From the years I worked at Symantec, the support of pre-sales and technical sales functions played a critical role to my success in winning new business deals. I was therefore surprised to hear from a recent customer conversation, just how under represented many of them seemed to feel, either from getting airtime with the C-suites or enabling their voice heard in the wider organisation (perhaps the former isn’t surprising as sales tend to absorb all the limelight when a big deal lands).
The role of Pre-sales has traditionally been around providing technical expertise in assisting a new sales bid or renewal deal, where the sales person holds the customer relationship. However, in my experience, some of the biggest (and smoothest) deals I closed came down to the invaluable relationship built between technical sales and the customer. Due to their non-commercial focused role, they are often seen as the go-to advisor and trusted expert in the eyes of the customer. The best Pre-sales expert can easily act as the clear differentiator from competitors, and represent a company’s true leadership position. To winning and retaining lifelong customers, I believe every organisation need to first leverage and improve their pre-sales capabilities.
I came across this very insightful article by McKinsey summarising how an enterprise organisation can incorporate Pre-sales into each part of the sales journey, from identifying leads to renewal.
Compared to Sales, Pre-sales often have just as much face time with customers. Therefore they hold a great deal of insight into the competitive landscape and which prospective customers / sectors are most likely or suitable for their company’s solutions. Apart from using advanced analytics, Pre-sales can be utilised as a valuable resource to identify opportunities early in the sales cycle. Identifying which prospective customers to target and pursue can result in 3-5% improvement in win rates.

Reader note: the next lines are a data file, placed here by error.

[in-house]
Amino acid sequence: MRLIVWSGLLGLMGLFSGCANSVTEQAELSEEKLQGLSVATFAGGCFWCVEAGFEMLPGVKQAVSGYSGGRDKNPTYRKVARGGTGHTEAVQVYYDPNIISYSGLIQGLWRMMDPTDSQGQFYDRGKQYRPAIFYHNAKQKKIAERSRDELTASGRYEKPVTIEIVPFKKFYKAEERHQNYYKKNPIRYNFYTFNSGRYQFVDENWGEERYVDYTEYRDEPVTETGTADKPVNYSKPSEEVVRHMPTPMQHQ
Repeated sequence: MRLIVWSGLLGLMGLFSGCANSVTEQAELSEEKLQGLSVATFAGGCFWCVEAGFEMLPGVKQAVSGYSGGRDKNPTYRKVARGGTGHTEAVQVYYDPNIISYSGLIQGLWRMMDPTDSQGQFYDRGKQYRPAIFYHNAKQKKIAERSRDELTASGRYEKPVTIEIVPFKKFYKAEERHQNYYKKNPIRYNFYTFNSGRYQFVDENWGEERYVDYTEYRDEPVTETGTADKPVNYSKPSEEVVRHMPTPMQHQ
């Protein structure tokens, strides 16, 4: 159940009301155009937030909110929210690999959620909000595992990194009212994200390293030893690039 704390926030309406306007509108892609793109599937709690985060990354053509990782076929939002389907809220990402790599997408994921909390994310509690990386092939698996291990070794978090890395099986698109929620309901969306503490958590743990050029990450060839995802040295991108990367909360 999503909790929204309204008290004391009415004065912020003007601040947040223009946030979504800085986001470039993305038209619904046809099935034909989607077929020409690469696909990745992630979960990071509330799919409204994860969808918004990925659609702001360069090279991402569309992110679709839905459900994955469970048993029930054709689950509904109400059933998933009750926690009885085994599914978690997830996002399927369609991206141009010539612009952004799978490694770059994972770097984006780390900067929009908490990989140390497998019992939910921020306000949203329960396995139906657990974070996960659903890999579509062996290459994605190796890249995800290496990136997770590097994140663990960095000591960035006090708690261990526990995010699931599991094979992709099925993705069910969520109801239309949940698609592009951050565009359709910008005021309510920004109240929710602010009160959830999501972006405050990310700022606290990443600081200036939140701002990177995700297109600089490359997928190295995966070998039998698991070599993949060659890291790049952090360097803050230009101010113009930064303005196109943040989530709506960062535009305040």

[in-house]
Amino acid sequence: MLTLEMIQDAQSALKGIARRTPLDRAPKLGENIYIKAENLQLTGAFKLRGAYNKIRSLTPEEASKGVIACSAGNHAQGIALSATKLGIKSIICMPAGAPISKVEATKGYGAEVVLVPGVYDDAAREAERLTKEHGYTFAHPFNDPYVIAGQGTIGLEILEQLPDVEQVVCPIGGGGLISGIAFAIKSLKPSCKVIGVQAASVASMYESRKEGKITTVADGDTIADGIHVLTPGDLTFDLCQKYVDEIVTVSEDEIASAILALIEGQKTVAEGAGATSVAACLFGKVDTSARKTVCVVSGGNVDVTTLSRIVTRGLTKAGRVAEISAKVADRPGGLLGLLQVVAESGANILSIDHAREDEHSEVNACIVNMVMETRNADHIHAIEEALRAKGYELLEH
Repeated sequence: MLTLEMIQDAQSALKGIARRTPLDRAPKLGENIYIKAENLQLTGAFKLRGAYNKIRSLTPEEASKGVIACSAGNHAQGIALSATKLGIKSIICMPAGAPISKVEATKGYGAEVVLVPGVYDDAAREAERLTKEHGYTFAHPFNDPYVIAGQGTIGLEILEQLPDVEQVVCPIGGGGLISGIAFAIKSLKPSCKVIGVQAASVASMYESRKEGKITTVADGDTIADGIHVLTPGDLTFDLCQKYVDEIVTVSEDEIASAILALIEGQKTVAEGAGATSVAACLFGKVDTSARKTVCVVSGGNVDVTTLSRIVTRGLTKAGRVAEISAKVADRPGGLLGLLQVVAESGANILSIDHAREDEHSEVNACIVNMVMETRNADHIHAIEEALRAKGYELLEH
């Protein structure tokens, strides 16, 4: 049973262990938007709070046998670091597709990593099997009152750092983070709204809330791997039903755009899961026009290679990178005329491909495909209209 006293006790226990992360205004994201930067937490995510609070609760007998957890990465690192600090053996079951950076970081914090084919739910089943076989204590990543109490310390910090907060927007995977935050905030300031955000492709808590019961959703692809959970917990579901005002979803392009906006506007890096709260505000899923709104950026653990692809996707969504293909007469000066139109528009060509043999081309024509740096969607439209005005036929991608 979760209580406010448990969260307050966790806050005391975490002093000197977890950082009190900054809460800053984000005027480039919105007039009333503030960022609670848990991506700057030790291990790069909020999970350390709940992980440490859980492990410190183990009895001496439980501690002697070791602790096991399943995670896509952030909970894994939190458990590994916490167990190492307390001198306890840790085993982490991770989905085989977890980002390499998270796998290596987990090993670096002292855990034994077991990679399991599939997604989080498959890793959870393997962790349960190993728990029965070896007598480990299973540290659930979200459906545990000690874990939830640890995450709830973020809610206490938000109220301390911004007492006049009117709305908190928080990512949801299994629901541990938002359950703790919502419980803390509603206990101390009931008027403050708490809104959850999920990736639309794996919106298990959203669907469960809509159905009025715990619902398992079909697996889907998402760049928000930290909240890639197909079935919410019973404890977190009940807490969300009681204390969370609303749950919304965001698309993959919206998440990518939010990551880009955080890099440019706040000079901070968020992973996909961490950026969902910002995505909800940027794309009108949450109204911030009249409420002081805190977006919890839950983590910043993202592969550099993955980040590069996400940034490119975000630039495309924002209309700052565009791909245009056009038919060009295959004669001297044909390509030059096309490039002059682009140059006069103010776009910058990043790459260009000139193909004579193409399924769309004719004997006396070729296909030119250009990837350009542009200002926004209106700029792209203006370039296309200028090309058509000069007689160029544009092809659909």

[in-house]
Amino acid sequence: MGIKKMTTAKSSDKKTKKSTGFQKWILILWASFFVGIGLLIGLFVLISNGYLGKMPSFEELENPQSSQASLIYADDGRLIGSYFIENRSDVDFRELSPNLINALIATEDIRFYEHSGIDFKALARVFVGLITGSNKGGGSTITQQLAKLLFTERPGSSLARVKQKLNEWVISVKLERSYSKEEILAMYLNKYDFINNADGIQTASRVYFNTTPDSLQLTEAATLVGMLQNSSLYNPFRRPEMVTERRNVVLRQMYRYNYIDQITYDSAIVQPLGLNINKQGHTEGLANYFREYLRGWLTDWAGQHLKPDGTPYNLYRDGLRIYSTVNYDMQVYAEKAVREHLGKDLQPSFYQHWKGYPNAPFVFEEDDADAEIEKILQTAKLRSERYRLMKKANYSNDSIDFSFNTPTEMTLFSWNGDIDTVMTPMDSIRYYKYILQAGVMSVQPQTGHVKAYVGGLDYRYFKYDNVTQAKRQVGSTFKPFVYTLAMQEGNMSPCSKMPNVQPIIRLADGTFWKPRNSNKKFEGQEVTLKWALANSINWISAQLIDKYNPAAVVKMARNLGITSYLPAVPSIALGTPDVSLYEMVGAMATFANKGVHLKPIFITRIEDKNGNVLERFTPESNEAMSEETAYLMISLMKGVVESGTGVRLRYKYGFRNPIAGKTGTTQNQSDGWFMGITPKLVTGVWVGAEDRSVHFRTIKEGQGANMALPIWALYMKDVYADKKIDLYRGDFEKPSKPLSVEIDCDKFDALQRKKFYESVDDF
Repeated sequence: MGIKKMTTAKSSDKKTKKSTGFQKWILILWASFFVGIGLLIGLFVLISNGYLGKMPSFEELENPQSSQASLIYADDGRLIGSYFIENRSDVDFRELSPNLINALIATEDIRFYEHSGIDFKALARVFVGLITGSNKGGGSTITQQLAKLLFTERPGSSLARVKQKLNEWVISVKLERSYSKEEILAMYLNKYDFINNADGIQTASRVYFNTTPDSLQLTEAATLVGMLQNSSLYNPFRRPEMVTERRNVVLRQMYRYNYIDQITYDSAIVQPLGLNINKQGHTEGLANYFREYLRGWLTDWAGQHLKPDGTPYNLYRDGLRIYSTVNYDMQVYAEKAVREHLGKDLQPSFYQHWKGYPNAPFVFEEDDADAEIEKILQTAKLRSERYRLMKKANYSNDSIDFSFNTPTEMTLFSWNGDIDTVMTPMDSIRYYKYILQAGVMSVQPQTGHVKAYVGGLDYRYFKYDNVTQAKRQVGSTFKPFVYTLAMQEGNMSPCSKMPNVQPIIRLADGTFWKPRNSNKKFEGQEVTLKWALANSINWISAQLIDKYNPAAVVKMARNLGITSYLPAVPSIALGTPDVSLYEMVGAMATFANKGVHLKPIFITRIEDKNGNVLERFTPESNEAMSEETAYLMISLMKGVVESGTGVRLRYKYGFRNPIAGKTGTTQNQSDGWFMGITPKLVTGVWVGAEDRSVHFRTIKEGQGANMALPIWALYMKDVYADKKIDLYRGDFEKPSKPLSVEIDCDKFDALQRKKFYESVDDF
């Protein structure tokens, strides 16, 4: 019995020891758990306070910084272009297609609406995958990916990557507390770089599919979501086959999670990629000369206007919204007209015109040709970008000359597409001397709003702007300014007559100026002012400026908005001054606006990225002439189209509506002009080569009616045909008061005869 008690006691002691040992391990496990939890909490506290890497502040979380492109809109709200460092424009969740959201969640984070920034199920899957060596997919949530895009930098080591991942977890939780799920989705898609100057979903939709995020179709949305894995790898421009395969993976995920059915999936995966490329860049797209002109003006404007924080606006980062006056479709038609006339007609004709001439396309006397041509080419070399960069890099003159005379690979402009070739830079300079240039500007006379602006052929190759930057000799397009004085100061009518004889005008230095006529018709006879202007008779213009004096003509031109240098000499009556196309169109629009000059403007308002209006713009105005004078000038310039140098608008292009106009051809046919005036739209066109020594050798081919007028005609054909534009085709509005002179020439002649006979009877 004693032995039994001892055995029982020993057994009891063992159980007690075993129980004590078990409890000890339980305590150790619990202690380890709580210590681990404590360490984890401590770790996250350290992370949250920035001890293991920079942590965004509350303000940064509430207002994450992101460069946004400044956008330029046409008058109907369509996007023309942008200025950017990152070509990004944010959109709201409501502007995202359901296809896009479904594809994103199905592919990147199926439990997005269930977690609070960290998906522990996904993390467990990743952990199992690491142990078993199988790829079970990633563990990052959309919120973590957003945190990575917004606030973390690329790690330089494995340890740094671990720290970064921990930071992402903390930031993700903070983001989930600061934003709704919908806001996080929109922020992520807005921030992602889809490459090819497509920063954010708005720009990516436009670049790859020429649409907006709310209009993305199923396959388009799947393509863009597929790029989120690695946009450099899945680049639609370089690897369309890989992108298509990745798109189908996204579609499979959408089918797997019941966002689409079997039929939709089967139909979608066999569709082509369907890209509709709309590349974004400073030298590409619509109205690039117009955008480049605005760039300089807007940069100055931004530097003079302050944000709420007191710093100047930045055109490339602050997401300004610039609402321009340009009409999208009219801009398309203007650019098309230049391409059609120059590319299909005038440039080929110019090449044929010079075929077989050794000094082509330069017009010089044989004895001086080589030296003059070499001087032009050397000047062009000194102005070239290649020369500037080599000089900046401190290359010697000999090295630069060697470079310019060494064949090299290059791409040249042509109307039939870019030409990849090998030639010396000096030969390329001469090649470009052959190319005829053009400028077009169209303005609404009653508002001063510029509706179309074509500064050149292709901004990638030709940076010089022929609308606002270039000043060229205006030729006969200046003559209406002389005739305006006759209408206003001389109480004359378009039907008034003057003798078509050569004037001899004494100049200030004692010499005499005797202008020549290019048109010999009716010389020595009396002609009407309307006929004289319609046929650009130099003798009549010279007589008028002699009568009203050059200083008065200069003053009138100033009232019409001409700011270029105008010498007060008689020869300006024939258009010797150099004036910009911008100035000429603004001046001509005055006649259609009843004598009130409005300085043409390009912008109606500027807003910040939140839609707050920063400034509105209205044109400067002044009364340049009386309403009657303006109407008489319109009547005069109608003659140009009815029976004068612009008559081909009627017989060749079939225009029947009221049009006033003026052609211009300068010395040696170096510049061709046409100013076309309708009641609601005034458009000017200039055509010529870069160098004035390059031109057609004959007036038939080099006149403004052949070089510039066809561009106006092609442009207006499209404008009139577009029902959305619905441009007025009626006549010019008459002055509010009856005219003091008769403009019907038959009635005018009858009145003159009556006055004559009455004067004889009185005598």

Assisting bids / RFPs
A key (and often overlooked) aspect of successfully answering RFP bids is the allocation of technical resources. Inadequate allocation means companies will either fail to meet the bid deadline, or not be able to answer the RFP to a high standard (either by not having the best pre-sales experts aligned to the highest value deals, or not having enough time to work on the proposal). In order not to miss out good sales leads, leadership teams should have a clear view of deal priorities, staff availability and skillsets of its technical team, in order to assign the best resource to the most important deals.
The role of a good pre-sales expert is instrumental to closing out any deal. They are able to guide customer conversations and position themselves as the trusted advisors. The most successful approach is by gaining a deep understanding of the customer's environment and long term goals (beyond the current requirements at hand) and then highlighting how the solution and the company's vision to address these. One very effective way to demonstrate this expertise is by enabling Pre-sales to create regular and targeted content based on these expressed challenges to deliver a complete content experience for the customer / prospect.
Contrary to the name of ''pre-sales'', organisations should leverage this technical resource actively after the sale is closed. Great pre-sales experts can have a profound effect on customer retention and up-sell rates - they are deeply imbedded within a customer's ecosystem, with expert insights to help sales anticipate future needs, identify new routes or up-sell opportunities, as well as protecting existing renewals from competition.
Souping up the presales engine can yield a five-point improvement in conversion rates, a 6–13% improvement in revenue, and a 10–20% improvement in the speed of moving prospects through the sales process.